Skip to main content
Disability SupportsNDIS

What does the NDIA mean by ‘reasonable and necessary’?

By October 15, 2021November 17th, 2021No Comments

When we talk about supports available under the National Disability Insurance Scheme (NDIS), one particular phrase consistently springs to mind – ‘reasonable and necessary’. 

According to the Agency responsible, in order to be considered reasonable and necessary, a support or service:

  • must be related to a participant’s disability
  • must not include day-to-day living costs not related to your disability support needs, such as groceries
  • should represent value for money
  • must be likely to be effective and work for the participant, and
  • should take into account support given to you by other government services, your family, carers, networks and the community.


Five things you need to know about NDIS supports

Even with this guidance, the concept might sound pretty vague – not to mention subjective. To help steer you in the right direction, here are five key points to keep in mind when you’re going in to bat for your NDIS Plan. 

1. The support will assist the participant to pursue the goals, objectives and aspirations included in the participant’s statement of goals and aspirations;

If nothing else persuades you to take the concept of goals seriously, this really should. Having tangible objectives included within your participant statement is absolutely critical to the supports granted. 

You need to know, and be able to articulate, what you hope to achieve as a result of your NDIS package. The scheme is massively goal orientated, so skip this step at your peril!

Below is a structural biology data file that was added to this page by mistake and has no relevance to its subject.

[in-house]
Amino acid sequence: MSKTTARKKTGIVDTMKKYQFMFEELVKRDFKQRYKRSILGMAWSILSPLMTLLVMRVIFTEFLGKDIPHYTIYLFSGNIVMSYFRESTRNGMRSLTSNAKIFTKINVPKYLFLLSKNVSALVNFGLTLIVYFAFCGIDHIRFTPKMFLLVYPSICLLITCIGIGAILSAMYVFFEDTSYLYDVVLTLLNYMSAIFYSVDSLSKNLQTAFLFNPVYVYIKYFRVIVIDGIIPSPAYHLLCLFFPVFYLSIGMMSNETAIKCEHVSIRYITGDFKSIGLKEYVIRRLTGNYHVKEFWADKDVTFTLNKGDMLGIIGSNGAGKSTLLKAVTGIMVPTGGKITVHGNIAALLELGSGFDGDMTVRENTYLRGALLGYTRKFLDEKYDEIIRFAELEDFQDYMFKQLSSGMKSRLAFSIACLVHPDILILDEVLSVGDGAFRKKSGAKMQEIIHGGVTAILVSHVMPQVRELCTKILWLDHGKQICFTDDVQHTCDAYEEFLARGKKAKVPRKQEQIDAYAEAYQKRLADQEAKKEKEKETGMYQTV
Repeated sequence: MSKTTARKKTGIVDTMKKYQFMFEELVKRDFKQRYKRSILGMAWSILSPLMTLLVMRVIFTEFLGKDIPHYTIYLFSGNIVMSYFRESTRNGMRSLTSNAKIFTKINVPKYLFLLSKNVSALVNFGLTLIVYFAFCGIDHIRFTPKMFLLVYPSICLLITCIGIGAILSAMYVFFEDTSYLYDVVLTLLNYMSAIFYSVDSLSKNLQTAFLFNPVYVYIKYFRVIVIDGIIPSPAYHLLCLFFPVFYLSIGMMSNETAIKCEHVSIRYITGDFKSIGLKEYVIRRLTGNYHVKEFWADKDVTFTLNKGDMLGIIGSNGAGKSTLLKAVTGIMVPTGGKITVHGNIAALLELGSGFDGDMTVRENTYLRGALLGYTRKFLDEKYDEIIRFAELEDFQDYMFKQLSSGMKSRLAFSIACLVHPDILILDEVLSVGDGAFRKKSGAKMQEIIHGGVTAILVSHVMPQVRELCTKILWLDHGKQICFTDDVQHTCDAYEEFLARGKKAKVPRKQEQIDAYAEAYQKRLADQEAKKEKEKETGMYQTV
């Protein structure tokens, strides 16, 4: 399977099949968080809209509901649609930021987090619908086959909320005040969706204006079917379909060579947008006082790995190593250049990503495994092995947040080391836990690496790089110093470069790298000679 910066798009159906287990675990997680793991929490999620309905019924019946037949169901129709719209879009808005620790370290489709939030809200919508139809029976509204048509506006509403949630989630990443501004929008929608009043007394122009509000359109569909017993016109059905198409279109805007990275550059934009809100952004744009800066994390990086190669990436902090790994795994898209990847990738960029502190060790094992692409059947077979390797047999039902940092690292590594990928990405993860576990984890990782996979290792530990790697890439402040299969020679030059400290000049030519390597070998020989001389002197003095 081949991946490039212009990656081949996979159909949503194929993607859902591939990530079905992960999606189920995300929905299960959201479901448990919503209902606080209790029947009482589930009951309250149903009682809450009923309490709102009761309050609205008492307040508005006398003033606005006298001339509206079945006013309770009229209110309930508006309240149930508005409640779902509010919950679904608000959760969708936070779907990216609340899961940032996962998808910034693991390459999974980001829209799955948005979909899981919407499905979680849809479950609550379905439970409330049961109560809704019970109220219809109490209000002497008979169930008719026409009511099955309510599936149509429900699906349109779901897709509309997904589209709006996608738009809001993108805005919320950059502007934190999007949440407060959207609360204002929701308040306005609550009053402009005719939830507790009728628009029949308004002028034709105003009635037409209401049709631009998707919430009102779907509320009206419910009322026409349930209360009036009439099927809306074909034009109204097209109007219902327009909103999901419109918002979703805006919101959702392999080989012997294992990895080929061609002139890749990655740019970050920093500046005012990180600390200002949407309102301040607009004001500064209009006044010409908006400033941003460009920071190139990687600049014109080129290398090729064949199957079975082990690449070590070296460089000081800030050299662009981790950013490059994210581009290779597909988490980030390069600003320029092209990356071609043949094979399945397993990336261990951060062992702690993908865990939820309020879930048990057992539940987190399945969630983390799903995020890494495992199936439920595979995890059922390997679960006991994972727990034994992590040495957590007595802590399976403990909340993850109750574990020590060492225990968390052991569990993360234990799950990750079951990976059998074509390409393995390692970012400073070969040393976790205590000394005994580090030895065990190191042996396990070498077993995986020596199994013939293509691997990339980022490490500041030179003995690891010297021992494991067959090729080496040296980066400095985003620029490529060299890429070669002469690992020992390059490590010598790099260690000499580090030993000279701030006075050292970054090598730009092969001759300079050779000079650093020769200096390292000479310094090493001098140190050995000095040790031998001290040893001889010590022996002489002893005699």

2. The support will assist the participant to undertake activities, so as to facilitate the participant’s social and economic participation;

The NDIS is big on social and economic participation – isn’t that the overarching hope each and every one of us has? To live a connected and fulfilling life? And while employment might be a reasonable objective in your life, it’s not an absolute. As a concept, it’s more broadly about the ability to extend your sphere and get involved in life out in the world – to spend your own money and pursue your own interests. So, make sure you think about what that might look like for you. 

3. The support represents value for money in that the costs of the support are reasonable, relative to both the benefits achieved and the cost of alternative support;

Quite reasonably, the NDIA want to make sure you (and therefore they) get the maximum bang for your buck. And while value for money doesn’t automatically mean ‘cheapest’, if there is a less expensive, comparable, option the NDIA will likely want you to consider it. Or indeed the sum might come down to choosing an option that carries a higher short-term cost, for a better long-term outcome. 

4. The support will be, or is likely to be, effective and beneficial for the participant, having regard to current good practice;

It sounds eminently sensible, but the NDIS will not fund supports if there is evidence to suggest they won’t work. Equally that might be frustrating, if there are supports that work for you that the NDIS typically won’t consider. In that case, the onus is on you to provide expertly documented evidence that you have benefited.

5. The funding or provision of the support takes account of what it is reasonable to expect families, carers, informal networks and the community to provide;

Expectations of informal supports are different particularly depending on your age –what it’s reasonable to do for a young child is very different for an older adult. If you’re over 18, the NDIA considers issues such as:

  • the extent of support required, and whether it’s appropriate for it to be delivered informally
  • the impact on and risk to both you and others if supports were to continue being provided on this basis.

It’s also worth clarifying that the NDIS doesn’t typically fund family members to provide funded supports.


So, what now?

When you’re preparing for your planning meeting, the elements above are crucial. Your Planner will only know what you share with them, so be prepared to provide a compelling argument for why the supports you’re asking for are both fair and needed because of your disability.


Preparation is everything! If you still have questions, let us know how we can help.